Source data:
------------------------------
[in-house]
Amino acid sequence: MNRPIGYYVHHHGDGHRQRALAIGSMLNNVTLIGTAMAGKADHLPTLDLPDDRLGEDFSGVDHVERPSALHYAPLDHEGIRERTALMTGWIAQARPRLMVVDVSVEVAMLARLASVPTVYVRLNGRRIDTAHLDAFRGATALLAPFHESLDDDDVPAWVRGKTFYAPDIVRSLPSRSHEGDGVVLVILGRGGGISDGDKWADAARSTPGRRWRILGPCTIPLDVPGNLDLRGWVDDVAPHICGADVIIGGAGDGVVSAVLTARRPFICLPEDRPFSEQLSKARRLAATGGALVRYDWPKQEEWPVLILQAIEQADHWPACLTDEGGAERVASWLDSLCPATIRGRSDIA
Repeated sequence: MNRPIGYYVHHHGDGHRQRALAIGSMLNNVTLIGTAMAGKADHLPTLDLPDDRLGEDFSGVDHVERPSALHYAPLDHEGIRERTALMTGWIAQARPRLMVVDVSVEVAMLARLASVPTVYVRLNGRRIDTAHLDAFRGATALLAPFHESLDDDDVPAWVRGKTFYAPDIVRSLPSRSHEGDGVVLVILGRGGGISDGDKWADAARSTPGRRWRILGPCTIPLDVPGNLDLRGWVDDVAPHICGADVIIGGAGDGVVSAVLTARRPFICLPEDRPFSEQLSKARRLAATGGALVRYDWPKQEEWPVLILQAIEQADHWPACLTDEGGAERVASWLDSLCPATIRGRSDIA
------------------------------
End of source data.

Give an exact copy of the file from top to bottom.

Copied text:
[in-house]
Amino acid sequence: MNRPIGYYVHHHGDGHRQRALAIGSMLNNVTLIGTAMAGKADHLPTLDLPDDRLGEDFSGVDHVERPSALHYAPLDHEGIRERTALMTGWIAQARPRLMVVDVSVEVAMLARLASVPTVYVRLNGRRIDTAHLDAFRGATALLAPFHESLDDDDVPAWVRGKTFYAPDIVRSLPSRSHEGDGVVLVILGRGGGISDGDKWADAARSTPGRRWRILGPCTIPLDVPGNLDLRGWVDDVAPHICGADVIIGGAGDGVVSAVLTARRPFICLPEDRPFSEQLSKARRLAATGGALVRYDWPKQEEWPVLILQAIEQADHWPACLTDEGGAERVASWLDSLCPATIRGRSDIA
Repeated sequence: MNRPIGYYVHHHGDGHRQRALAIGSMLNNVTLIGTAMAGKADHLPTLDLPDDRLGEDFSGVDHVERPSALHYAPLDHEGIRERTALMTGWIAQARPRLMVVDVSVEVAMLARLASVPTVYVRLNGRRIDTAHLDAFRGATALLAPFHESLDDDDVPAWVRGKTFYAPDIVRSLPSRSHEGDGVVLVILGRGGGISDGDKWADAARSTPGRRWRILGPCTIPLDVPGNLDLRGWVDDVAPHICGADVIIGGAGDGVVSAVLTARRPFICLPEDRPFSEQLSKARRLAATGGALVRYDWPKQEEWPVLILQAIEQADHWPACLTDEGGAERVASWLDSLCPATIRGRSDIA